Interview: Steven Tate(XGD Bunkers at Lambton GC)Part 1

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I have known and worked with Steve over the last 25 years nearly, as we both grew under Geoff Corlett’s tutelage with TDIGolf . That it is why it is a pleasure to have Steve’s interview with me for the XGD blog, as he highlights to us what and where TDIGolf has been and will be going in 2010.

Lets start with Lambton GC in Toronto where TDIGolf is completing a complete restoration of the golf club with Rees Jones :

MarkL: Steve, at Lambton TDI used our XGD piping system in the new bunkers at Lambton GC. How did that come about, and what was the installation like, and the final outcome, from a bunker drainage perspective?

SteveT: The idea came about with superintendent Peter Kinch requesting an alternative to traditional bunker drainage methods including peastone. The process has been a home run and worked out well, especially ease of installation with much smaller trenches, much smaller pipe to handle, and the threaded fittings are a nice touch.

ML: Did you use the traditional XGD 6′ spacing in the bunkers at Lambton?

ST: We definitely tried to tighten that up where we thought it necessary to 5′ in some areas. Used a herringbone pattern predominantly with a 2″ XGD mainline in bunker as well, which exits the bunker as a 2″ pipe, and upon the exit up sizes to a 4″ outlet. A bunker with different angles and slopes, using the threaded fittings give you a piece of mind you don’t get with traditional snapped fittings. We backfilled with bunker sand and left crowned. Fortunately, using the same bunker sand as crowning, saves product such as peastone waste from silt contamination. There is certainly less waste of material, and the overall product was much more neat and tidy than we could normally do.

ML: What has been the club’s response to the success so far?

ST: Lambton has been behind us since day one and are thrilled how dry the bunker bottoms are performing as the club is installing the bunker sand after TDI.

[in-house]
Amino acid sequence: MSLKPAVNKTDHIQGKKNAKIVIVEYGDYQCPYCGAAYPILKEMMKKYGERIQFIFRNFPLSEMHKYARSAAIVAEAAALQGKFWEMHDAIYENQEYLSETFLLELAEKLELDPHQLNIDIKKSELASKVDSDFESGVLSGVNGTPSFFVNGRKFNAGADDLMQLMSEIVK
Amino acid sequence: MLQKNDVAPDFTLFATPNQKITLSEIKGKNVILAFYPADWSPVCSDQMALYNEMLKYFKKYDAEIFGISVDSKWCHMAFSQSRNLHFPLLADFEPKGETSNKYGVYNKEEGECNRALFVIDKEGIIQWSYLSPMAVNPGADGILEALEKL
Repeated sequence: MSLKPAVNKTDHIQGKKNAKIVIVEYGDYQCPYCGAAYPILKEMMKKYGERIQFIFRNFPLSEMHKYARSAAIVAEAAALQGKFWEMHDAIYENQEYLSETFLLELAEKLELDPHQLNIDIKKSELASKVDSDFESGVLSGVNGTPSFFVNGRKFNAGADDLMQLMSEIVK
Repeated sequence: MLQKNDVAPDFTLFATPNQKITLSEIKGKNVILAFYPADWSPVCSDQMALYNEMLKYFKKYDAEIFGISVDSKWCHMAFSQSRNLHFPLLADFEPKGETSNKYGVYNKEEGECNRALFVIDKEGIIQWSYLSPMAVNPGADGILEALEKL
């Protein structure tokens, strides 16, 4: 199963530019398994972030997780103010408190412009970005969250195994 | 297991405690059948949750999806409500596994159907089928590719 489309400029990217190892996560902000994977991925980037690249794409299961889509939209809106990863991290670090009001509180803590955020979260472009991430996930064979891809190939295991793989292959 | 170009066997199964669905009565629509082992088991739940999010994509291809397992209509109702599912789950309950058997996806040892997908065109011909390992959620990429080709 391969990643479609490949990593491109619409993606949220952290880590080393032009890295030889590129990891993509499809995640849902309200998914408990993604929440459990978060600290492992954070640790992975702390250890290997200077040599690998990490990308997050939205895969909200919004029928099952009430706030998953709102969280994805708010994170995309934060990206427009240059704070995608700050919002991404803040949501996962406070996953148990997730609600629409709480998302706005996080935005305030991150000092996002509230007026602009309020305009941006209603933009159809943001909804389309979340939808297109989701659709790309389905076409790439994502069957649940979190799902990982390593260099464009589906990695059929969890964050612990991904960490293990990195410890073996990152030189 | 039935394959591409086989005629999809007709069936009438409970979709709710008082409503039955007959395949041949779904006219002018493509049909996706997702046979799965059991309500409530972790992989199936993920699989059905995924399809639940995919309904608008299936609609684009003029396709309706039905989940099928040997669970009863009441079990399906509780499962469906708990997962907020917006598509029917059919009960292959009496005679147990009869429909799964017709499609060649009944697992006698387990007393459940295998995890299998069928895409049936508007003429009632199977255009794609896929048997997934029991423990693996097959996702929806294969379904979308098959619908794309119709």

ML: Please describe to us the subgrade native material in these bunker rebuilds?

ST: Predominantly clay, with a few stony areas near the river holes.

ML: This is the first time this kind of bunker drainage has ever been installed, especially on an 18 hole scale. While traditional bunker drainage methods are questionable, this XGD alternative may be the wave of the future in bunker drainage.

ST: Absolutely. Bunker sand in the trenches is key, and little contamination is important, and thus using 2″ pipe eliminates need for a sock on the pipe. No sock, and no pea gravel are huge benefits, when you can say that to a superintendent. Volume of 2″ pipe is made up for by actual increased amount of pipe in the bunker, as it is spaced out to handle flow more uniformly with the XGD method.
I would be inclined to consider it in golf tee applications as well. Some architects require us to install a 4″ drain w/gravel in the tee subgrade with questionable results. The XGD System in the tee subgrade would eliminate the perched water in the tees, and for that matter more importantly in the bunker sand, eliminating areas of wet sand perched over traditional bunker drains.

This has been the first in a 3 part series of an interview with the Vice President of TDIGolf, Steve Tate. Stay tuned for the last installments in this series as Steve tells us the varied projects that they have secured for the 2010 season.

Out, Poor Old Dirt & Grass Farmer

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